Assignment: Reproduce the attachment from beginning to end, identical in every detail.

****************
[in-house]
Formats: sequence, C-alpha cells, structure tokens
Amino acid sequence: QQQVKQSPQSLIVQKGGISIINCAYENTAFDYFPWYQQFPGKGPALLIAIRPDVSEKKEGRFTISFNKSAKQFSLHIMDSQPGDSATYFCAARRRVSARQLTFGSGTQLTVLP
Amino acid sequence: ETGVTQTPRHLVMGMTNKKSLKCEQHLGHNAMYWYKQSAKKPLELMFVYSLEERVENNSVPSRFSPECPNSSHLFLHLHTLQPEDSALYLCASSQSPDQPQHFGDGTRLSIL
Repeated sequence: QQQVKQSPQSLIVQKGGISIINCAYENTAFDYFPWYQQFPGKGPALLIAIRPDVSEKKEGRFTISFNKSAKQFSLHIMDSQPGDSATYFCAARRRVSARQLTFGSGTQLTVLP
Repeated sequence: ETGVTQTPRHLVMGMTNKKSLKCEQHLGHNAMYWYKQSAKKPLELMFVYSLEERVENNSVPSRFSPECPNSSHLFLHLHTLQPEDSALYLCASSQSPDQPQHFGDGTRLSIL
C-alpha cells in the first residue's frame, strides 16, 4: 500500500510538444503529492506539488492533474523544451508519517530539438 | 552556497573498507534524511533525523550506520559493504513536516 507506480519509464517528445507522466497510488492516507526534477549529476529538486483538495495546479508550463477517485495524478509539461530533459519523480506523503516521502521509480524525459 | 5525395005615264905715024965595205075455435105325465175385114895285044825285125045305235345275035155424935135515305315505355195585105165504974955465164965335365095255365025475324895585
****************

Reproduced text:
[in-house]
Formats: sequence, C-alpha cells, structure tokens
Amino acid sequence: QQQVKQSPQSLIVQKGGISIINCAYENTAFDYFPWYQQFPGKGPALLIAIRPDVSEKKEGRFTISFNKSAKQFSLHIMDSQPGDSATYFCAARRRVSARQLTFGSGTQLTVLP
Amino acid sequence: ETGVTQTPRHLVMGMTNKKSLKCEQHLGHNAMYWYKQSAKKPLELMFVYSLEERVENNSVPSRFSPECPNSSHLFLHLHTLQPEDSALYLCASSQSPDQPQHFGDGTRLSIL
Repeated sequence: QQQVKQSPQSLIVQKGGISIINCAYENTAFDYFPWYQQFPGKGPALLIAIRPDVSEKKEGRFTISFNKSAKQFSLHIMDSQPGDSATYFCAARRRVSARQLTFGSGTQLTVLP
Repeated sequence: ETGVTQTPRHLVMGMTNKKSLKCEQHLGHNAMYWYKQSAKKPLELMFVYSLEERVENNSVPSRFSPECPNSSHLFLHLHTLQPEDSALYLCASSQSPDQPQHFGDGTRLSIL
C-alpha cells in the first residue's frame, strides 16, 4: 500500500510538444503529492506539488492533474523544451508519517530539438 | 552556497573498507534524511533525523550506520559493504513536516 507506480519509464517528445507522466497510488492516507526534477549529476529538486483538495495546479508550463477517485495524478509539461530533459519523480506523503516521502521509480524525459 | 5525395005615264905715024965595205075455435105325465175385114895285044825285125045305235345275035155424935135515305315505355195585105165504974955465164965335365095255365025475324895585